United Continental Holdings, Inc. (NYSE: UAL) is now the biggest airline by revenues and by market cap ($7.3 billion) now that United and Continental have merged into an airline giant.  The airline segment only has Southwest Airlines Co. (NYSE: LUV) offering a small 0.4% dividend yield and the rest of the legacy carriers are hoarding cash as AMR is bankrupt. Still, UAL has over $7 billion in cash and liquidity even if its total liabilities are many times that for the cost of financing a jet fleet. UAL is now moving closer to the $40 billion in revenue mark and it trades at less than 5-times its expected earnings.  Warren Buffett always said “Remind me to never buy an airline” but perhaps he might consider one if it lived by a strong dividend policy. Valuing an airline now is no easy task and a dividend policy might unify the analysts even more than the three upgrades we recently saw at once in the sector.

Urban Outfitters, Inc. (NASDAQ: URBN) was in the first half of the last decade what Gap Inc. (NYSE: GPS) was in the 1990s.  Its stock has since become stuck in a range while the retail apparel sector has consolidated under private equity mergers.  It trades at about 19-times expected earnings and its value is about $4 billion in market cap. It also has a fairly high cash and liquidity balance of about $360 million and no real long-term debt other than leases and deferred liability charges.  With estimates of $1.46 EPS this year, returning 20% of non-GAAP earnings to its holders would generate a dividend yield north of 1% and it has room to grow its payout ahead without wasting growth opportunities for expansion ahead.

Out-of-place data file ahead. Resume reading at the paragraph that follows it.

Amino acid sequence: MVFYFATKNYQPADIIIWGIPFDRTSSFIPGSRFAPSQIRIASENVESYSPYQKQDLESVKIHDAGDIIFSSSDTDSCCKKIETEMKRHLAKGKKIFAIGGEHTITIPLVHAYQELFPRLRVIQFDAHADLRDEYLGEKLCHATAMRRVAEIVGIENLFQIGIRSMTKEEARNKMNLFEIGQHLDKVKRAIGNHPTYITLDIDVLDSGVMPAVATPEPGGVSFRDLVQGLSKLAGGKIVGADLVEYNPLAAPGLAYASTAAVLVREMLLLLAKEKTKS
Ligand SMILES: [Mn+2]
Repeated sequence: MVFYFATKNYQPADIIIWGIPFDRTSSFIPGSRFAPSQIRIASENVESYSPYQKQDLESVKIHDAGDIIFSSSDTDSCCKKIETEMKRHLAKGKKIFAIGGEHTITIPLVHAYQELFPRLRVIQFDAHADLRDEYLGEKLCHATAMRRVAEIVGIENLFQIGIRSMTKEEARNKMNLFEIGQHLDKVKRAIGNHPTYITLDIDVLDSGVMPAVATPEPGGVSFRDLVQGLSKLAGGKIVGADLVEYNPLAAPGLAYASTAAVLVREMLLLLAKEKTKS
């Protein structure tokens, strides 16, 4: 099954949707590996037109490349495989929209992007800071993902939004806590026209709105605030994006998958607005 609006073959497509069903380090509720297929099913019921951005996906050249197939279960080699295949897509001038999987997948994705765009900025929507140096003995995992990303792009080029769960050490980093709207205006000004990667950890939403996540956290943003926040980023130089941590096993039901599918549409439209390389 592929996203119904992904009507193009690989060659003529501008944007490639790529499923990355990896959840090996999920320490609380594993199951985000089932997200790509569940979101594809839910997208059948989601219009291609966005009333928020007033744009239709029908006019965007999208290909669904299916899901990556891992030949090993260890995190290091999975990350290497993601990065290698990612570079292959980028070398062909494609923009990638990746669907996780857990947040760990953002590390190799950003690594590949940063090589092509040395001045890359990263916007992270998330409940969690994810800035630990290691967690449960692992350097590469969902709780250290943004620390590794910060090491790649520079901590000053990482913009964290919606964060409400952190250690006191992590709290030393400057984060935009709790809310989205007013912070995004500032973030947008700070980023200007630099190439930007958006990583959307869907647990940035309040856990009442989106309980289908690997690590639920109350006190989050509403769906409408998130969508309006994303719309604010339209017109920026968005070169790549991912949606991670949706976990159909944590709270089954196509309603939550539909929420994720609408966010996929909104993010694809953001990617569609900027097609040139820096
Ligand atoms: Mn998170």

Western Digital Corporation (NASDAQ: WDC) does not pay a dividend like its hard-disk rival Seagate Technology PLC (NASDAQ: STX).  Both companies recently completed large drive mergers and that may cap the ability to make large payouts.  Western Digital announced just in May an additional $1.5 billion that was to be allocated toward share buybacks to work down its 260 million share count and the FAQ area of its site confirms “WD does not currently pay dividends.”  We doubt that this will jump suddenly into being a large dividend payer, but it does stand out with nearly an $8 billion market value and it trades at only about 4-times expected earnings.  If the company wants to minimize some fears about the threat of flash-drives then it should signal this by committing to a strong dividend policy.